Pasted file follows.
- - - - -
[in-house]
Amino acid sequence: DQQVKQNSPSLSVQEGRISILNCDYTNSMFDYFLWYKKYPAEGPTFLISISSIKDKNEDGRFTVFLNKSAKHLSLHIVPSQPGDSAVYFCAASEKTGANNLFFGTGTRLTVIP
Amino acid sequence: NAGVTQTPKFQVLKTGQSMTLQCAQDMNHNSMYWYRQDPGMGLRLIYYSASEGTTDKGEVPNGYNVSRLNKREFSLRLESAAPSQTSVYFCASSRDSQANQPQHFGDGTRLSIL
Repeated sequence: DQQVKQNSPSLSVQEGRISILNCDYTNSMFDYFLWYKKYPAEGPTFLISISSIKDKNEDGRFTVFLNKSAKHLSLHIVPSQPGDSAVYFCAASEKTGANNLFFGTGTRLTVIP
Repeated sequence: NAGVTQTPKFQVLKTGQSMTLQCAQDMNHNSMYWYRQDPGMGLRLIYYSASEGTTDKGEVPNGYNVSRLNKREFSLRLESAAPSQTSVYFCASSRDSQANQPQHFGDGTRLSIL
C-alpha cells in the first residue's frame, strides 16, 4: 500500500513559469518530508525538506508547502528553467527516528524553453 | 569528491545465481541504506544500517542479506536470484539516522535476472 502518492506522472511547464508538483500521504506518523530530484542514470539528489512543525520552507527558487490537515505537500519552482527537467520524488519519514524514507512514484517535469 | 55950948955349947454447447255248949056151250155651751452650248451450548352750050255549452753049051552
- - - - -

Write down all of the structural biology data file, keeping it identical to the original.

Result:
[in-house]
Amino acid sequence: DQQVKQNSPSLSVQEGRISILNCDYTNSMFDYFLWYKKYPAEGPTFLISISSIKDKNEDGRFTVFLNKSAKHLSLHIVPSQPGDSAVYFCAASEKTGANNLFFGTGTRLTVIP
Amino acid sequence: NAGVTQTPKFQVLKTGQSMTLQCAQDMNHNSMYWYRQDPGMGLRLIYYSASEGTTDKGEVPNGYNVSRLNKREFSLRLESAAPSQTSVYFCASSRDSQANQPQHFGDGTRLSIL
Repeated sequence: DQQVKQNSPSLSVQEGRISILNCDYTNSMFDYFLWYKKYPAEGPTFLISISSIKDKNEDGRFTVFLNKSAKHLSLHIVPSQPGDSAVYFCAASEKTGANNLFFGTGTRLTVIP
Repeated sequence: NAGVTQTPKFQVLKTGQSMTLQCAQDMNHNSMYWYRQDPGMGLRLIYYSASEGTTDKGEVPNGYNVSRLNKREFSLRLESAAPSQTSVYFCASSRDSQANQPQHFGDGTRLSIL
C-alpha cells in the first residue's frame, strides 16, 4: 500500500513559469518530508525538506508547502528553467527516528524553453 | 569528491545465481541504506544500517542479506536470484539516522535476472 502518492506522472511547464508538483500521504506518523530530484542514470539528489512543525520552507527558487490537515505537500519552482527537467520524488519519514524514507512514484517535469 | 55950948955349947454447447255248949056151250155651751452650248451450548352750050255549452753049051552